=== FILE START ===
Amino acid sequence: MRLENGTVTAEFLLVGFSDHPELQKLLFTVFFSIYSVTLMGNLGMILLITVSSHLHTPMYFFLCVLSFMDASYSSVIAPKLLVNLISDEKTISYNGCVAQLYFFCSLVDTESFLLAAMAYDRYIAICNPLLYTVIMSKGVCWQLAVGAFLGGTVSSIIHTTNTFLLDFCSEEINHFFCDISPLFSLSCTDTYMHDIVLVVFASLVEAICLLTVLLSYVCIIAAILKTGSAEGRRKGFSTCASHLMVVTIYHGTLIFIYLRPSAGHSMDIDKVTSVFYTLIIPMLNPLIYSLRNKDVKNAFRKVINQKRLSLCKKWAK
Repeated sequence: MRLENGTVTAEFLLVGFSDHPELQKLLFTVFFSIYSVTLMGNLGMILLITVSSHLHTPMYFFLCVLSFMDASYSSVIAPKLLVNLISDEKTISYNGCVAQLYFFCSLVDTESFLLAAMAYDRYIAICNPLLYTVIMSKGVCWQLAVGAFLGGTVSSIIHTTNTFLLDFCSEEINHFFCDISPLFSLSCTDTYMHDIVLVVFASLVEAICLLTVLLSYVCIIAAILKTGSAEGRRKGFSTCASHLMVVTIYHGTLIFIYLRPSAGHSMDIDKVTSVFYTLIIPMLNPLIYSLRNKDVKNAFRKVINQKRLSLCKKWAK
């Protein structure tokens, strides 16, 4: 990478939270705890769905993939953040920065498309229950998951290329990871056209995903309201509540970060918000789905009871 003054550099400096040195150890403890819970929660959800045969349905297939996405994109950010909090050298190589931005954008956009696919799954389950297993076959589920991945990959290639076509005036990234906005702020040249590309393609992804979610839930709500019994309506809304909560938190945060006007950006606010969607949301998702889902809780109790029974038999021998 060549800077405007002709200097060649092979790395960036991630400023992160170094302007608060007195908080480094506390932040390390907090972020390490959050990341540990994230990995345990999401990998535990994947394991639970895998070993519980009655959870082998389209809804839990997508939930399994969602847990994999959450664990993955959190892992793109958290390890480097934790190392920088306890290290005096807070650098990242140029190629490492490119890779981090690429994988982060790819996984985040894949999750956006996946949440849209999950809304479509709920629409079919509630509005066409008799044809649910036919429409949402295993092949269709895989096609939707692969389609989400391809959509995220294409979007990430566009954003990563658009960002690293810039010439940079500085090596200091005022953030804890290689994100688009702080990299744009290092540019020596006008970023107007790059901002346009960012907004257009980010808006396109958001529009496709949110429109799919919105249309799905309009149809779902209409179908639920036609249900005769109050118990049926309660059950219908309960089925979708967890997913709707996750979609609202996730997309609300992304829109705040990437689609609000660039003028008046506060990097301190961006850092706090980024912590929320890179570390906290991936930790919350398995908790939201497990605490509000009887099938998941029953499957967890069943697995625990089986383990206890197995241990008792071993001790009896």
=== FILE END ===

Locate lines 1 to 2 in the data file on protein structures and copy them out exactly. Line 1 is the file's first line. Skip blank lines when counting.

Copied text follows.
Amino acid sequence: MRLENGTVTAEFLLVGFSDHPELQKLLFTVFFSIYSVTLMGNLGMILLITVSSHLHTPMYFFLCVLSFMDASYSSVIAPKLLVNLISDEKTISYNGCVAQLYFFCSLVDTESFLLAAMAYDRYIAICNPLLYTVIMSKGVCWQLAVGAFLGGTVSSIIHTTNTFLLDFCSEEINHFFCDISPLFSLSCTDTYMHDIVLVVFASLVEAICLLTVLLSYVCIIAAILKTGSAEGRRKGFSTCASHLMVVTIYHGTLIFIYLRPSAGHSMDIDKVTSVFYTLIIPMLNPLIYSLRNKDVKNAFRKVINQKRLSLCKKWAK
Repeated sequence: MRLENGTVTAEFLLVGFSDHPELQKLLFTVFFSIYSVTLMGNLGMILLITVSSHLHTPMYFFLCVLSFMDASYSSVIAPKLLVNLISDEKTISYNGCVAQLYFFCSLVDTESFLLAAMAYDRYIAICNPLLYTVIMSKGVCWQLAVGAFLGGTVSSIIHTTNTFLLDFCSEEINHFFCDISPLFSLSCTDTYMHDIVLVVFASLVEAICLLTVLLSYVCIIAAILKTGSAEGRRKGFSTCASHLMVVTIYHGTLIFIYLRPSAGHSMDIDKVTSVFYTLIIPMLNPLIYSLRNKDVKNAFRKVINQKRLSLCKKWAK